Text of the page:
|| says you have to reactivate, you do it online or by phone. At the
|| worst, you talk to a rep, tell them that you upgraded, repaired,
|| formatted your hard drive, whatever it might be, and they let you
|| activate. No big deal.
|
| I think I'm mostly reading old stuff off google.
| I've confirmed they will with a Retail copy, but I have a OEM copy.
|
| Carey Frisch above says
| "You need to purchase a "Retail Version" of Windows XP if you plan on
| making significant hardware changes in the future. An "OEM Version"
| is cheaper because its license
| is tied to the very first hardware configuration it is installed and
| activated on."
|
| But Jupiter Jones (thats got to be the coolest name ever!) says I
| shouldn't have any problem.
|
| I just dont want to buy a load of upgrades then find out I can't
| re-activate. Then either have to buy another £60 OEM copy or £160
| Retail copy.

http://www.microscum.com/carey/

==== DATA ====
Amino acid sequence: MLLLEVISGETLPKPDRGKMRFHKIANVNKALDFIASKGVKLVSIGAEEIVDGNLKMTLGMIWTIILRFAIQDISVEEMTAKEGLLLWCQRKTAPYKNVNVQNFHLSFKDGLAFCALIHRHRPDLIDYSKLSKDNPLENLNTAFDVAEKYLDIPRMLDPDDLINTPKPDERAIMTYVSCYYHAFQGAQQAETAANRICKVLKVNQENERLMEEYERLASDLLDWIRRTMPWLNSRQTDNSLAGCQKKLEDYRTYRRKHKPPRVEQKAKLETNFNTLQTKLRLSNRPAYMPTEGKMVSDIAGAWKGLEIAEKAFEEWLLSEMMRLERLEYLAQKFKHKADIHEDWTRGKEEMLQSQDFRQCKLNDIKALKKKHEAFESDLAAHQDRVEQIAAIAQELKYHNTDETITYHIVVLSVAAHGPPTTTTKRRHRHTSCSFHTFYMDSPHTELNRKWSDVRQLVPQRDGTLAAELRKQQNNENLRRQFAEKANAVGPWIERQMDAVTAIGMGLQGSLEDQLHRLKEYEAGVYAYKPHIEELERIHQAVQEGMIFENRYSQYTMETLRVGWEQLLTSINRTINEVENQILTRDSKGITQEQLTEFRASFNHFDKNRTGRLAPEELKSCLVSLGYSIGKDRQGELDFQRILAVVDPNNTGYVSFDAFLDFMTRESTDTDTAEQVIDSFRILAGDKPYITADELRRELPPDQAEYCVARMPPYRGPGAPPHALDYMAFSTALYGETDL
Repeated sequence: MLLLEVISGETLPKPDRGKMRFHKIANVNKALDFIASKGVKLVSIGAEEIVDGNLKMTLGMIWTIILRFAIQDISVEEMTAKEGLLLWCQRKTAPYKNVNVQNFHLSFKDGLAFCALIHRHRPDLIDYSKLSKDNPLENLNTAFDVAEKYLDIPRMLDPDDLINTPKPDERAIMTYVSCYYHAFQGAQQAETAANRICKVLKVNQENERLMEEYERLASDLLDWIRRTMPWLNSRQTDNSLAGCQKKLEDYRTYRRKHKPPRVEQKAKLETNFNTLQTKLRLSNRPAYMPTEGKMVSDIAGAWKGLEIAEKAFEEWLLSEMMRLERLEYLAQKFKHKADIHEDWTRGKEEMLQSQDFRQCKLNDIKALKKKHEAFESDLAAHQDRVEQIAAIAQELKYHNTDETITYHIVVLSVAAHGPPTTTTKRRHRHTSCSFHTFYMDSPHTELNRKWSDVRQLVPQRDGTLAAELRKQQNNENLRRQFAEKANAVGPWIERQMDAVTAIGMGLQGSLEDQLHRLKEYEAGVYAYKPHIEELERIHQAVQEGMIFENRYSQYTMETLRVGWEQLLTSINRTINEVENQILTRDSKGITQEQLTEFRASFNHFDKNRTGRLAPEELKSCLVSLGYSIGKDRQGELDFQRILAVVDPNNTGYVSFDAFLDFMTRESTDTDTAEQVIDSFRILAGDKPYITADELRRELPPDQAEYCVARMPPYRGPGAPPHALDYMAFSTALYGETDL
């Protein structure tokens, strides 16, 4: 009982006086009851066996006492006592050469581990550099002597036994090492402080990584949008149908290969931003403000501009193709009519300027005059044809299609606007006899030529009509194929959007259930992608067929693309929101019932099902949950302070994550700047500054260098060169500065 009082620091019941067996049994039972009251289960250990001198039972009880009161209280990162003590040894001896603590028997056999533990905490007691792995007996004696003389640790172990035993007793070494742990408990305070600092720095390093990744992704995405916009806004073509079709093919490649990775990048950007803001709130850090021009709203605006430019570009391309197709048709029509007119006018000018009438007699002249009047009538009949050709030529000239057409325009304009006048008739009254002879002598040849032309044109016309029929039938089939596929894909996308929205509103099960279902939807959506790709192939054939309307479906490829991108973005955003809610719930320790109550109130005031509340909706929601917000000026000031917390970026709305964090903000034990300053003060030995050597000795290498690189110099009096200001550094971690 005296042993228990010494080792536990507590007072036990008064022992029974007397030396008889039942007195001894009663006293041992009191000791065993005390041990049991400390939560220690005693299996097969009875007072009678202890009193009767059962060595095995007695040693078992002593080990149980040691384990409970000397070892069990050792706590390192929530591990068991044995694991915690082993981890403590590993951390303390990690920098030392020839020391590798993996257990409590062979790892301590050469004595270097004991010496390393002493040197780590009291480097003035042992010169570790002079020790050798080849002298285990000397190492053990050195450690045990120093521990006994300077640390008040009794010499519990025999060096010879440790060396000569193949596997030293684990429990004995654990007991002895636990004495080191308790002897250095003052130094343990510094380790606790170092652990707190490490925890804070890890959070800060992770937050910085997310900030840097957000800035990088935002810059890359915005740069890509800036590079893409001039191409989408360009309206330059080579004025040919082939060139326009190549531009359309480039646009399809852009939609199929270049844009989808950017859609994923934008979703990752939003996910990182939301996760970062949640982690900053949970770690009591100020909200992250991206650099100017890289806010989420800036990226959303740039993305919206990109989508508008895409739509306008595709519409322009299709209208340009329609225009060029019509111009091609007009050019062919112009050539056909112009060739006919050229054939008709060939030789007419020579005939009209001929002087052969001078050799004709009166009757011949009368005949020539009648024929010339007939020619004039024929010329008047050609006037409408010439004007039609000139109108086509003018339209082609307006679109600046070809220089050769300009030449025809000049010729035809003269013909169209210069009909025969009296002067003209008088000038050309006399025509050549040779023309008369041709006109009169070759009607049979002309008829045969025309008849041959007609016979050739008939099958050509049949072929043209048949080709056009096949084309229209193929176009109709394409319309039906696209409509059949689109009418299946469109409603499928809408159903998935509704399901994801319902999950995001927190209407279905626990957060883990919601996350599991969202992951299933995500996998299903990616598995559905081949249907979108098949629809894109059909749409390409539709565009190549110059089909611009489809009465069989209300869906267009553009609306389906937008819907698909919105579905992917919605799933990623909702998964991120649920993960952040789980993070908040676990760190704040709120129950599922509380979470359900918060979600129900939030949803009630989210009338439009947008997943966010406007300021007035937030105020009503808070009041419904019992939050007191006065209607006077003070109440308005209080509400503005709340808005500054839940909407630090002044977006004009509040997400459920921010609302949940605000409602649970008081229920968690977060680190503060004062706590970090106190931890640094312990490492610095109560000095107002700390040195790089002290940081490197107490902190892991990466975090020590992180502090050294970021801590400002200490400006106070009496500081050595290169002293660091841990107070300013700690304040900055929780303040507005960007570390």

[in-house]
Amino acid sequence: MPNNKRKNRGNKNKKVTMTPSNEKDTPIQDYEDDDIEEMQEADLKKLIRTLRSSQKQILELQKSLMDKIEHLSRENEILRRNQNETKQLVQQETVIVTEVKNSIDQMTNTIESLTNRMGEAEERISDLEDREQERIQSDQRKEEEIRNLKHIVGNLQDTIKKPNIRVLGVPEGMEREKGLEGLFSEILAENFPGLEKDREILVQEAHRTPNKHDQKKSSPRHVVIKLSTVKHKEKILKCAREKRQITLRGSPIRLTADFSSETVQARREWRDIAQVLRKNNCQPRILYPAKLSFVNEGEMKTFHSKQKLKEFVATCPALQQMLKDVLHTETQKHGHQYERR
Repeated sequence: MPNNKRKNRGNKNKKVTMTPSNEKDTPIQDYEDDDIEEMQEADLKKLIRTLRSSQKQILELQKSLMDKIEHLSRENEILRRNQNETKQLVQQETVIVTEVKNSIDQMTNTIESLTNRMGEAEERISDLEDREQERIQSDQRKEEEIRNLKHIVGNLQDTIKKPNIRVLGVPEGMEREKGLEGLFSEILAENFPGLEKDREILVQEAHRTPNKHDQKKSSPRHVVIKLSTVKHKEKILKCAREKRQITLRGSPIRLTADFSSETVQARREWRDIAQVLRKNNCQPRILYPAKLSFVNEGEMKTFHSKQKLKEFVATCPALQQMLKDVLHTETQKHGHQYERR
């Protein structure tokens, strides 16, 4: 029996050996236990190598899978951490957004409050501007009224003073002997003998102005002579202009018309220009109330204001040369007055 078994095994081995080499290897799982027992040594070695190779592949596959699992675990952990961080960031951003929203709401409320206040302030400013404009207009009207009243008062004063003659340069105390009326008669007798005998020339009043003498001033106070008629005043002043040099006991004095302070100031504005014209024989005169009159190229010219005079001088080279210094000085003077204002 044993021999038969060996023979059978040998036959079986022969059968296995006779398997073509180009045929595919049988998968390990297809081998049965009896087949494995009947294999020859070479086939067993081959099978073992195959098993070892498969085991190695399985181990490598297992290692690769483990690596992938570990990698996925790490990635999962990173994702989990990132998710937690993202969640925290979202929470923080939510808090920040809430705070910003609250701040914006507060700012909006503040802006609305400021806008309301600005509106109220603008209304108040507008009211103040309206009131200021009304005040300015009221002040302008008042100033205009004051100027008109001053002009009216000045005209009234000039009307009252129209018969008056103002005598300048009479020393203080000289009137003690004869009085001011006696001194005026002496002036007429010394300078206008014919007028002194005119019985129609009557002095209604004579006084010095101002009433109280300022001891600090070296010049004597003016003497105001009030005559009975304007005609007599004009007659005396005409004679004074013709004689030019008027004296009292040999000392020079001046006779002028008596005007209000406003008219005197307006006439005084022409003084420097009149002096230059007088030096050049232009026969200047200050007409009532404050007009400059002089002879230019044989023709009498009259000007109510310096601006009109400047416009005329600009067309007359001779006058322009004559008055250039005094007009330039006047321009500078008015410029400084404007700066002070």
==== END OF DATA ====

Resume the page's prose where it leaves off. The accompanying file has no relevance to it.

Anonymous
February 20, 2005 2:40:14 PM

Archived from groups: microsoft.public.windowsxp.hardware (More info?)

Fugwump wrote:

>Then I read about how someone bought a new motherboard and CPU and needed to
>reactivate, rang up Microsoft but because it was an OEM copy it was deemed
>as being installed on a different computer. Yet it seems with the retail
>version you could reactivate.
>
>This has got to be the stupidest idea ever!! Whilst I can afford to upgrade
>hardware, I can't or won't buy something I already have just because I've
>upgraded, would more likely put the effort into learning Linux than forking
>out more cash. Also means if too many of my parts go wrong I could have to
>buy another copy too.

Windows is licensed for use on a single machine. There are two forms -
a 'retail' one that includes rights to transfer, and the OEM one. The
OEM saves money but is licensed solely to the machine where first
installed and may NOT be transferred

--
Alex Nichol MS MVP (Windows Technologies)
Bournemouth, U.K. Alexn@mvps.D8E8L.org (remove the D8 bit)
!